One of the best forums for fruitful conversations among many types of microcredit practitioners from around the world.

—Professor Muhammad Yunus, Nobel Peace Prize Winner

  • Working to ensure that 175 million of the world's poorest families, especially the women of those families, are receiving credit for self-employment and other financial and business services by the end of 2015
  • Working to ensure that 100 million families rise above the US$1.25 a day threshold adjusted for purchasing power parity (PPP), between 1990 and 2015.

Microfinance access[edit]

By December 31, 2010, the Campaign counted more than 3,600 microfinance institutions that reported reaching more than 205 million clients with a current loan. Of these institutions in the developing world, 1,009 are in Sub-Saharan African, 1,746 are in Asia and the Pacific, 647 are in Latin America and the Caribbean with the remainder (250) in the Middle East and North Africa (MENA) and the industrialized regions of (1) North America and Western Europe and (2) Eastern Europe and Central Asia.[5]

According to the State of the Microcredit Summit Campaign Report 2012, out of the total number of clients reached in 2010, 137.5 million were among the poorest and 82.3 percent (113.1 million) were women.

The growth in the number of very poor women reached has gone from 10.3 million at the end of 1999 to 113.1 million at the end of 2010. This is a 1,001 percent increase in the number of poorest women reached from December 31, 1999 to December 31, 2010. The increase represents an additional 109.9 million poorest women receiving microloans in the last 11 years.[6]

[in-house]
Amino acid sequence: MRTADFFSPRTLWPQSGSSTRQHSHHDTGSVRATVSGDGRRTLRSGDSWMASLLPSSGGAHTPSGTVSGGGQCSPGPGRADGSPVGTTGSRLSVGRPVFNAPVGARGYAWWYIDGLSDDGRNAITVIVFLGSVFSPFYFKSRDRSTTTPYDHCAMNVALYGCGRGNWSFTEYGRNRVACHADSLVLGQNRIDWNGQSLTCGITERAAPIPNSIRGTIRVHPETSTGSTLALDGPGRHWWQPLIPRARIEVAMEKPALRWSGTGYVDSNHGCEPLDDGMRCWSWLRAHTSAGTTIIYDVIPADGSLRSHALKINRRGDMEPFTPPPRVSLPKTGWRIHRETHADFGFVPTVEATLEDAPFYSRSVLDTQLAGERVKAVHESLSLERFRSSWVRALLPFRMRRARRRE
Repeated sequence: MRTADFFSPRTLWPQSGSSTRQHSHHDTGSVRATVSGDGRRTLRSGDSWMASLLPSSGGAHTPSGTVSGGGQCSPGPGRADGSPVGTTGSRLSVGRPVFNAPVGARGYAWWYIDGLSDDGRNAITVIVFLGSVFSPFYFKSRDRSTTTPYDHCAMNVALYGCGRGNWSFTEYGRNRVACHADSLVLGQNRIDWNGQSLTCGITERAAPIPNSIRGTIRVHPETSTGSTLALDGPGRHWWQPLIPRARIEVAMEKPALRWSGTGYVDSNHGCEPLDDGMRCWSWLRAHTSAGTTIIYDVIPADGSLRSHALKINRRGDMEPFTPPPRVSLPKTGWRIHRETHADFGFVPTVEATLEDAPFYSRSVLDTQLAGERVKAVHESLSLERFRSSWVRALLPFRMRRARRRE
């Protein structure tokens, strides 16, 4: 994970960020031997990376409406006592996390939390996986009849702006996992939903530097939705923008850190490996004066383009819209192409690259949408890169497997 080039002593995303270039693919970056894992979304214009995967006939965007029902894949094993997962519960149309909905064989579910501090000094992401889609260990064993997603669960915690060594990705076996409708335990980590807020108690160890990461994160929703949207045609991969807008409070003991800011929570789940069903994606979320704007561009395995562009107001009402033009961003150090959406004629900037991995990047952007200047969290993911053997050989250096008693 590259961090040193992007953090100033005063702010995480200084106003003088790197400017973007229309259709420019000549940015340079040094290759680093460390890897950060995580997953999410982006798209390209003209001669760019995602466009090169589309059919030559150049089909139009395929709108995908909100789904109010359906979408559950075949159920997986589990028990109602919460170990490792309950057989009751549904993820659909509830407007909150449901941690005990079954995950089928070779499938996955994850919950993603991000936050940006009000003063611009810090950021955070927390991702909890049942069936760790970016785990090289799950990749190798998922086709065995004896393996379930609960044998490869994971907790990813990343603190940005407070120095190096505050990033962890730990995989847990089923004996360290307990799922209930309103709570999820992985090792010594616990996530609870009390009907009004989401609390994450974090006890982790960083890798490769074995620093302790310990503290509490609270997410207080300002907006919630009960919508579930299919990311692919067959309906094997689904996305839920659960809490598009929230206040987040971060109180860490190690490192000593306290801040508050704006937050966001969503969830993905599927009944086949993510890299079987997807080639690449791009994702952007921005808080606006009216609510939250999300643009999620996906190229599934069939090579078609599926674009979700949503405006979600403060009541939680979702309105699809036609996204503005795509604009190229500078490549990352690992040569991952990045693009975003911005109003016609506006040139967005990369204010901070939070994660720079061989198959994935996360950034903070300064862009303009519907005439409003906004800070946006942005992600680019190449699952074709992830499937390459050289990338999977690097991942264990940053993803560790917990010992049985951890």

Of the 137.5 million poorest clients, 122.5 million of them (89 percent) are being served by the 85 largest individual institutions and networks reporting to the Campaign, all with 100,000 or more poorest clients.

Size of Institution (in terms of poorest clients) Number of Institutions Number of Poorest Clients Percentage of Total Poorest
1 million or more 13 40,267,670 29.28
100,000-999,999 64 17,095,196 12.43
10,000-99,999 361 10,877,810 7.91
2,500-9,999 558 2,731,044 1.99
Fewer than 2,500 2,648 1,470,448 1.07
Networks 8 65,105,273 47.33

Survey methodology[edit]

The Microcredit Summit Campaign has collected data for 14 years and began verifying that data in 2000.
The process of identifying access to microfinance consists of (1) the circulation of Institutional Action Plans (IAPs) to thousands of practitioners with a request for submission of their most recent data; (2) a phone campaign to hundreds of the largest MFIs in the world to encourage submission; (3) a verification process seeking third-party corroboration of the data submitted by the largest MFIs; (4) data compilation and analysis; and (5) the writing of the report.[7]

Note: The data presented in the final report comes mainly from individual institutions and excludes network institutions to prevent double counting.

See also[edit]

References[edit]

External links[edit]